V 5. The legislation of The Constitutions and the Directory regarding visitations does not differ substantially from the provisions of the 1974 Guidelines. The proper law of the Congregation is now contained in The Constitutions and the Directory; the Guide for Visitations is a handbook meant to comment upon and assist in implementing the proper law. The Guide for Visitations reproduces, for the sake of convenience, all of the paragraphs of the proper law that concern visitations (though in a slightly different order); the remainder of the text constitutes a kind of commentary upon this law and some practical procedures to help in implementing it.


V 6. What is new in the Guide for Visitations is not primarily changes of legislation, but rather a difference in emphasis. In the twentieth century profound changes have taken place in the world, in the Church, and in our monasteries. Consequently our communities are increasingly called upon to become aware of the changed situation in which they find themselves and to respond to it in a creative way. As a result, the service rendered to a community by the Congregation through visitations receives a somewhat different emphasis than in the past: rather than merely offering judgments upon matters of observance, visitators are now called upon to help the members of a community understand their own needs and to help them undertake the kind of planning that is required to meet these needs.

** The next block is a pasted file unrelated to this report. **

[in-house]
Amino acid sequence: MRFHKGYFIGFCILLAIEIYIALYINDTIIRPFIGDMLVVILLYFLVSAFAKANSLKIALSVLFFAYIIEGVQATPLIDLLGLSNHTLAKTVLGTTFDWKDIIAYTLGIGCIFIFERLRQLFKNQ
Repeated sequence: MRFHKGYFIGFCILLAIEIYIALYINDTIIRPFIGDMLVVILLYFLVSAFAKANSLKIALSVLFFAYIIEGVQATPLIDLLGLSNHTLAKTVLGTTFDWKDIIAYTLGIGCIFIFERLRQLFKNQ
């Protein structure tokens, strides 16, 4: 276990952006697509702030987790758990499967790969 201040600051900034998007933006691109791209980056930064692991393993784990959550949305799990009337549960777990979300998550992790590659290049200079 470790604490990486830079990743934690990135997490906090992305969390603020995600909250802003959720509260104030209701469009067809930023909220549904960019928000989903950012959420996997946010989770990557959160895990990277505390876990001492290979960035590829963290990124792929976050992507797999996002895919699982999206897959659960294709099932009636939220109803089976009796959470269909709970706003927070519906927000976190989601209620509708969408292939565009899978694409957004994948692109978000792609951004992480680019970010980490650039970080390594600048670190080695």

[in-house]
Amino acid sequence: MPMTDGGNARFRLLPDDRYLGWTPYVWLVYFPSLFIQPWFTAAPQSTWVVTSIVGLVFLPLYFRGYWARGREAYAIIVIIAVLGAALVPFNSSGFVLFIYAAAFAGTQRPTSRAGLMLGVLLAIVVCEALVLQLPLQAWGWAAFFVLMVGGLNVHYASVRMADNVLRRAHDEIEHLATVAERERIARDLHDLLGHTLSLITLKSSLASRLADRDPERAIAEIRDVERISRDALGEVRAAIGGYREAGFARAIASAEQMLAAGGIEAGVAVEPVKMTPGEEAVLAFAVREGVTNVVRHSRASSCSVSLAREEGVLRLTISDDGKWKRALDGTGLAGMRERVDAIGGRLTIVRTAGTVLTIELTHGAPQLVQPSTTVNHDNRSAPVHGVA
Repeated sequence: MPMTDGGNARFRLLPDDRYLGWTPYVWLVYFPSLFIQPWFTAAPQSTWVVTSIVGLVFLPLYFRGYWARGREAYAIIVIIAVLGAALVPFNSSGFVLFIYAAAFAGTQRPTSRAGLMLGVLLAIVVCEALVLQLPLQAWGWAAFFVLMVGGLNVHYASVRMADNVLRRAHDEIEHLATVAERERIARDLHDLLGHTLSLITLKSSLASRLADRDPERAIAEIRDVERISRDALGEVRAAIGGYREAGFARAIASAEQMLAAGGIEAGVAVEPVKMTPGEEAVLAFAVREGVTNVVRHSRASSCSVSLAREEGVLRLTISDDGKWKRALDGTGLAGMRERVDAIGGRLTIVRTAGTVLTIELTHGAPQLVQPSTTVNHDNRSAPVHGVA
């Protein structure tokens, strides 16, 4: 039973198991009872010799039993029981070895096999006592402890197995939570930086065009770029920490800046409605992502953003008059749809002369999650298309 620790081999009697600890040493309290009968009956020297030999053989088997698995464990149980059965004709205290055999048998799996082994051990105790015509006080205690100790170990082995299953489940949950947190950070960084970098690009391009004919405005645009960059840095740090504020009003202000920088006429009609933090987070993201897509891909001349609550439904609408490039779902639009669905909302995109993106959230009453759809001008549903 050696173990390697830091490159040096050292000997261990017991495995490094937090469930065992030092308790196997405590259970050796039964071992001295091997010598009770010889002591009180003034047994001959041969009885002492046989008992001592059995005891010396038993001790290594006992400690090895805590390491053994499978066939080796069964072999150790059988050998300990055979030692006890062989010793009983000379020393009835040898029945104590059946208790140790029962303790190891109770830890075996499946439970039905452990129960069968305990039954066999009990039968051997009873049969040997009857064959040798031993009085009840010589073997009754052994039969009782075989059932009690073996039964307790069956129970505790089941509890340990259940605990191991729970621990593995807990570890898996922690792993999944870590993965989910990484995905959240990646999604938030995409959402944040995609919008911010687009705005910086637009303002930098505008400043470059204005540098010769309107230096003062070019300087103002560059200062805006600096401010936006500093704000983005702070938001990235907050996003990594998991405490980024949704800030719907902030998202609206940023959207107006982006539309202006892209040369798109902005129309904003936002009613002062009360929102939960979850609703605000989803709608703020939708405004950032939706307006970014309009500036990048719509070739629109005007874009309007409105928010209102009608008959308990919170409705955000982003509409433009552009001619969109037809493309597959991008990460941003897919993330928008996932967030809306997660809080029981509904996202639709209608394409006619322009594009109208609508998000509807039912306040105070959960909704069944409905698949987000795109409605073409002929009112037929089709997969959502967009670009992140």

V 7. Accordingly, the Guide for Visitations is intended to assist communities and visitators in the same ways as in the past; neither the purpose nor the methods employed have been fundamentally altered. What is new in this revision is solely a matter of emphasis, especially in the following two areas:

V 8. 1. There is a stronger emphasis upon maintaining continuity from one visitation to the next. Every community that wishes to grow in its communal vocation is thereby engaged in a process of gradual development. Visitations should assist this process by providing a periodic review of its progress. A visitation may be seen as a snapshot of a community at a particular stage of its development. A visitation should evaluate a community in the light of the previous stages through which it has passed, and the community may profit by the findings of the visitation to help them refocus or reorient their own process of growth. Therefore, both the community and the visitators should see each visitation not as an isolated event, but as a marking point in a continuous process.

2, The other new emphasis is related to this point. A community's own growth process may lead it to reexamine now one and now another aspect of its life. Rather than making every visitation a generic examination of its entire life, a community may find it more profitable to limit a particular visitation to one or more specific areas with which it is particularly concerned at a given moment in its history. However, when such a narrowing of the visitation's focus is undertaken, individual members of the community still remain free to raise other issues during the visitation, and visitators are likewise free to address other issues in their reports.


1   2   3   4   5   6   7   8   9   ...   12


The database is protected by copyright ©essaydocs.org 2016
send message

    Main page